Energy: New method for identifying effective decarbonisation policies


A new method for evaluating the energy technologies present on the national territory and identifying the most effective policies for the transition towards a low carbon national production system. This is the subject of the study “Assessment of the state and development potential of energy technologies in the decarbonisation process of production systems and services”, to be presented in Rome on January 30th at the ENEA legal office.

This methodology for assessing the potential of development of energy technologies, takes into account their impact on the climate, their potential in terms of R&D activities, the competitiveness of Italian companies and their diffusion and impact on the national territory.

To this end, data such as level of technological maturity TRL (Technology Readiness Level), CO2 emissions avoided and their use within companies and centers of excellence, divided by territorial diffusion, size and turnover, are compared.

For some technologies, the results show a certain degree of market penetration in different industrial sectors. In this case, we refer to wind, hydroelectric and solar thermal energy among renewable sources and to heat pumps to increase the energy efficiency of buildings.

Companies and centers of excellence are instead involved in the development of technologies with a lower degree of maturity, but with significant potential to mitigate climate-altering effects.

These include thermal, electrochemical and chemical storage systems and, among renewables, concentrating photovoltaic, solar thermodynamic and energy from marine currents ", Elena De Luca, researcher at the ENEA Energy Technologies Department, explained.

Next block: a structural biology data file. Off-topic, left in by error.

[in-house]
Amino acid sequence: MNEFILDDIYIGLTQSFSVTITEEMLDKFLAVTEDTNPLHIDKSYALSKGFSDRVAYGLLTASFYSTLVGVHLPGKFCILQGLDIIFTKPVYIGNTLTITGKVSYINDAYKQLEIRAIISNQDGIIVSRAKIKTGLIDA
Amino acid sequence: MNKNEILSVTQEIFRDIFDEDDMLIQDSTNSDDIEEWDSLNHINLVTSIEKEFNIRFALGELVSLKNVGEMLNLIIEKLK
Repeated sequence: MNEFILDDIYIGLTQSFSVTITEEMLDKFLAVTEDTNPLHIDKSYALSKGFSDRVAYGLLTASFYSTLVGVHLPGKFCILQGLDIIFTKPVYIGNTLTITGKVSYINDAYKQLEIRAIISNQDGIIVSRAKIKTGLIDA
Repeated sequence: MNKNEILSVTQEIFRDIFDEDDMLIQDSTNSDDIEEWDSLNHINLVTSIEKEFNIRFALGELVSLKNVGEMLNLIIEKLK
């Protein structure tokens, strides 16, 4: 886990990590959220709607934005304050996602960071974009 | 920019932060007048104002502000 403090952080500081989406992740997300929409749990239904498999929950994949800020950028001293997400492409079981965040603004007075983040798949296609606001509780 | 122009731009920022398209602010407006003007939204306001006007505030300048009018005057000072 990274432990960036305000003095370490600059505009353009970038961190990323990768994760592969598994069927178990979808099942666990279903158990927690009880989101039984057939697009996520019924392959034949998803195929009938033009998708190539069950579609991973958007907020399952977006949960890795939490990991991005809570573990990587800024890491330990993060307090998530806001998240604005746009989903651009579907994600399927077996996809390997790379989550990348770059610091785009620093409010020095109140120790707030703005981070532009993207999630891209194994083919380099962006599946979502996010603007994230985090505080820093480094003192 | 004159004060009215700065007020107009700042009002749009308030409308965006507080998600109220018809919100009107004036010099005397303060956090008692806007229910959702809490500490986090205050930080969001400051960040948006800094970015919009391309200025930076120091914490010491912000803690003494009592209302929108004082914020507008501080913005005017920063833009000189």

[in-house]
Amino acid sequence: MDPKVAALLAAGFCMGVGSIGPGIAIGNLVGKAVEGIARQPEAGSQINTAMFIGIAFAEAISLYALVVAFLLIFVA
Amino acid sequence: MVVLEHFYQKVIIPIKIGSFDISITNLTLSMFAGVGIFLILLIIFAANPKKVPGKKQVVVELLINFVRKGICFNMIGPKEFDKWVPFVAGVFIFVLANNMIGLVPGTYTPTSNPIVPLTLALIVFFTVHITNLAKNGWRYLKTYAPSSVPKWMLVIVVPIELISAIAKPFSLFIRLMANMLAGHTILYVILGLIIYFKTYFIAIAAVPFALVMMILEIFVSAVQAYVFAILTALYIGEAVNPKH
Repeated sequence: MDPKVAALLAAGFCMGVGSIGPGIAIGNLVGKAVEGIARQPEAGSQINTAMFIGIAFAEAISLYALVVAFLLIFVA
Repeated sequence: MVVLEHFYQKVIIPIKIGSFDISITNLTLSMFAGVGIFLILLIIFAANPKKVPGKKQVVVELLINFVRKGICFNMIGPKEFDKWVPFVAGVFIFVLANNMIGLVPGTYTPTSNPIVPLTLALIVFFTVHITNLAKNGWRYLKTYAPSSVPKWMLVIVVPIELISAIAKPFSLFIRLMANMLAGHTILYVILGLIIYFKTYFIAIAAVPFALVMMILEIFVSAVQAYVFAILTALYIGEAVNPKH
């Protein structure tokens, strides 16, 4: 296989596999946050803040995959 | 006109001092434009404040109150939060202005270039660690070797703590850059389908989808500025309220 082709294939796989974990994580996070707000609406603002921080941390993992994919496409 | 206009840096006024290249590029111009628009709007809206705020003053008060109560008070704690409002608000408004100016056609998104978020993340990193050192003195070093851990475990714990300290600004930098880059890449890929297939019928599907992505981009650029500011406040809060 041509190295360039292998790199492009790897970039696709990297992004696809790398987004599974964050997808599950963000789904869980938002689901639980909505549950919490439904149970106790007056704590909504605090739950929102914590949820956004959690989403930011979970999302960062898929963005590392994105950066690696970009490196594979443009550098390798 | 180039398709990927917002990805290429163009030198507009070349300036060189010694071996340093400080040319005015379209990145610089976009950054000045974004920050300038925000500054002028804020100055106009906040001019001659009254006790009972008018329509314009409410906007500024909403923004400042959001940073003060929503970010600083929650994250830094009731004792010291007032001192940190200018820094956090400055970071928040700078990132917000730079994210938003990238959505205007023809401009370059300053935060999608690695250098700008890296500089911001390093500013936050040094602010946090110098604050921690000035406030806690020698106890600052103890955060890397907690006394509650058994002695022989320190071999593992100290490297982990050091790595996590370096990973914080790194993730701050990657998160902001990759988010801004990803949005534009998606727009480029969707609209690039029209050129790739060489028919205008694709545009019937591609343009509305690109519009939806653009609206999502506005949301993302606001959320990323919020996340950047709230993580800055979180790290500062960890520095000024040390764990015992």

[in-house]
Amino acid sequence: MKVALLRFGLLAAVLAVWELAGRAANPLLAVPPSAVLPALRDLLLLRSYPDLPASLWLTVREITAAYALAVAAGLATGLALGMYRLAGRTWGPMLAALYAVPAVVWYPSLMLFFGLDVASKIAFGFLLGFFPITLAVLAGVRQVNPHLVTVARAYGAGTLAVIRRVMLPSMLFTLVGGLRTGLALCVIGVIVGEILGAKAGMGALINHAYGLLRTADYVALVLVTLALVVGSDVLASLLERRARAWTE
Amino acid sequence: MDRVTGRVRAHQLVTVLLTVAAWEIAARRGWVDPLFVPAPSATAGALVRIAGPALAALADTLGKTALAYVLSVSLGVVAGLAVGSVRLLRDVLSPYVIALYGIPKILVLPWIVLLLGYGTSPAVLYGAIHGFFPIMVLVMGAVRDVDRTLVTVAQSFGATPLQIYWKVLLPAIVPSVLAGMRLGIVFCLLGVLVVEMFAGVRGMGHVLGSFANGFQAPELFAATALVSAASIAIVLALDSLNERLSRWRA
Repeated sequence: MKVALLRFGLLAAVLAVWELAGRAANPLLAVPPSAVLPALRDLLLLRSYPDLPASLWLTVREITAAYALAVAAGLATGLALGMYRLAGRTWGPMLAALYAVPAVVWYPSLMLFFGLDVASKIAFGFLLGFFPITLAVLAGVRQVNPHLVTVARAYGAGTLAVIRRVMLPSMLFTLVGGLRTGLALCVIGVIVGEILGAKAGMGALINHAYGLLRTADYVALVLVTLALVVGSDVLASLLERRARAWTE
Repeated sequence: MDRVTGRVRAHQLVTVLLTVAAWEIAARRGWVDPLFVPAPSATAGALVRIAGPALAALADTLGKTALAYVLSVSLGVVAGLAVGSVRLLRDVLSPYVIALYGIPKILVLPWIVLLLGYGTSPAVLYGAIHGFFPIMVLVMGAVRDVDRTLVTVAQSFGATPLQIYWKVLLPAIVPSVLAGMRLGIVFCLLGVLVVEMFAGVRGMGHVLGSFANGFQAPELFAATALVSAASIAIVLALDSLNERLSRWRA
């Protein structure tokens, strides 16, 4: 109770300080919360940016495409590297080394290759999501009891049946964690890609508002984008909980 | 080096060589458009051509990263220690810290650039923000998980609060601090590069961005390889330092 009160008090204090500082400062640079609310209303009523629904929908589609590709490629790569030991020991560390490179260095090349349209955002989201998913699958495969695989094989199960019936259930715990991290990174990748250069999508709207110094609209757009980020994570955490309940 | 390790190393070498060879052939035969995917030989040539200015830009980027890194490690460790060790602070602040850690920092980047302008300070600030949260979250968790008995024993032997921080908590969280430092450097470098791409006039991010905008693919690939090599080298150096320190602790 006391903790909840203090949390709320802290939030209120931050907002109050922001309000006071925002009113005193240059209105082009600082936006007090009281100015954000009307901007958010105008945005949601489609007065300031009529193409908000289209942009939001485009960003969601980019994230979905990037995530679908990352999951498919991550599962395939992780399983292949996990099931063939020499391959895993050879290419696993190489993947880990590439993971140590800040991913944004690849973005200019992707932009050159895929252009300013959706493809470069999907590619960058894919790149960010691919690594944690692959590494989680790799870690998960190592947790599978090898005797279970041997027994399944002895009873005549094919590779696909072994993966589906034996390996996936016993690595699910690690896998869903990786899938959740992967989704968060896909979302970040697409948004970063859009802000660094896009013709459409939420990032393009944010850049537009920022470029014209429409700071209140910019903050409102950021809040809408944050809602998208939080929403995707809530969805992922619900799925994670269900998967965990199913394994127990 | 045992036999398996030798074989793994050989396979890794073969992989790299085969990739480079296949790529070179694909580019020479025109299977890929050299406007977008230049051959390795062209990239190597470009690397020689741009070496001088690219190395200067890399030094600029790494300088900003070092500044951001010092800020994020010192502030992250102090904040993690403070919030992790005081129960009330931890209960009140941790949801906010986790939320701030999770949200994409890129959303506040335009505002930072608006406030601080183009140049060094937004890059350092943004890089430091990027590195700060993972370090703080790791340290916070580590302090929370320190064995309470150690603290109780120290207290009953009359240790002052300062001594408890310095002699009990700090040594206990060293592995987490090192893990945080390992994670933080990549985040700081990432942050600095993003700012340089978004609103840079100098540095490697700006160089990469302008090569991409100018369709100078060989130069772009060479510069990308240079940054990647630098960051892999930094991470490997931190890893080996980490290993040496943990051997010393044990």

The role of energy technologies, in addition to being crucial in mitigating impacts on the climate, ecosystems and health, has important consequences on the economic and social context.

“Regional mapping of local business units and centers of excellence show an uneven distribution. The former in fact have a greater concentration in the North while the latter are more homogeneously distributed .

This suggests that, alongside strengthening networks and infrastructures, boosting technology transfer initiatives could contribute to a more homogeneous growth of  the territories ", De Luca continued.

Italy, which has reached the renewable energy share in final consumption envisaged by the European Union thanks to the incentive system, has not concurrently strengthened domestic production of some of the technologies adopted.

This has led to an increase in the import of components and systems, such as photovoltaic panels, manufactured abroad, with a consequent high expenditure.

"An important next step towards a low-carbon economy could be the creation of a permanent observatory allowing a continuous and widespread assessment across the territory," De Luca concluded.


For more information please contact:

Elena De Luca, ENEA – Energy Technologies Department,

Link to the Report

Link to the presentation of the study on January 30th

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